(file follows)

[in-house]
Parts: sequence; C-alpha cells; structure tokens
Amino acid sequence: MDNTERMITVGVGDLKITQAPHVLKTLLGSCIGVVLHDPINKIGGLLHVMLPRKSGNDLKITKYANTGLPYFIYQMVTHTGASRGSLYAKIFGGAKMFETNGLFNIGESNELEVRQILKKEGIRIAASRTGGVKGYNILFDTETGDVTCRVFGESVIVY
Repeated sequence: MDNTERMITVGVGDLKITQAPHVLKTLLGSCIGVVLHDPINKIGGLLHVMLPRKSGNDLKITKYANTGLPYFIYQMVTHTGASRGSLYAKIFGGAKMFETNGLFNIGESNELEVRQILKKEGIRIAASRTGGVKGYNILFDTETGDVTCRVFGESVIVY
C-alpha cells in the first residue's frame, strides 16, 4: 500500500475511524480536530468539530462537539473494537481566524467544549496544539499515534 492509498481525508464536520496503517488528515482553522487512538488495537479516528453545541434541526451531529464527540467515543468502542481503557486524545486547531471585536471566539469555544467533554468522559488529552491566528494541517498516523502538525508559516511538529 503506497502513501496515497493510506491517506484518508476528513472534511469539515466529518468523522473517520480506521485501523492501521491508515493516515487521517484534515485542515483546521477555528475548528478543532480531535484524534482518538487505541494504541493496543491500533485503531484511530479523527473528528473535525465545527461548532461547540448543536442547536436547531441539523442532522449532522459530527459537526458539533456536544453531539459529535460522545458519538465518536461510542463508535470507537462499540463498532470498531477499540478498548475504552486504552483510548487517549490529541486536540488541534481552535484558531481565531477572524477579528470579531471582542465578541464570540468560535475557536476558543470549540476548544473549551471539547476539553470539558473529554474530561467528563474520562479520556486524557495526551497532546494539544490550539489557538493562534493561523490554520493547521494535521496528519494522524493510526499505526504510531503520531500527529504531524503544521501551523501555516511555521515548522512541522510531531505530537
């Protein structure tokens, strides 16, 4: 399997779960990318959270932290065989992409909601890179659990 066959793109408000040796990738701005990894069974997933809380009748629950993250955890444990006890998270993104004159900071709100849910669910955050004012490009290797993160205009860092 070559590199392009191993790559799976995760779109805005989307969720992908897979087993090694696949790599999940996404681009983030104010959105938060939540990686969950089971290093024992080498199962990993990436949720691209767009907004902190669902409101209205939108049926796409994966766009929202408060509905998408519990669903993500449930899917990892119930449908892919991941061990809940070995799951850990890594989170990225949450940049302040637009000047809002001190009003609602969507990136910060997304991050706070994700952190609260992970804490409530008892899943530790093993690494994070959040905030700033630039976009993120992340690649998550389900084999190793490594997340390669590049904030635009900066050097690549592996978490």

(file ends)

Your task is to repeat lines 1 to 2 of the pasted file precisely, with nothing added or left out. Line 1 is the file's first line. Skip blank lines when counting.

[in-house]
Parts: sequence; C-alpha cells; structure tokens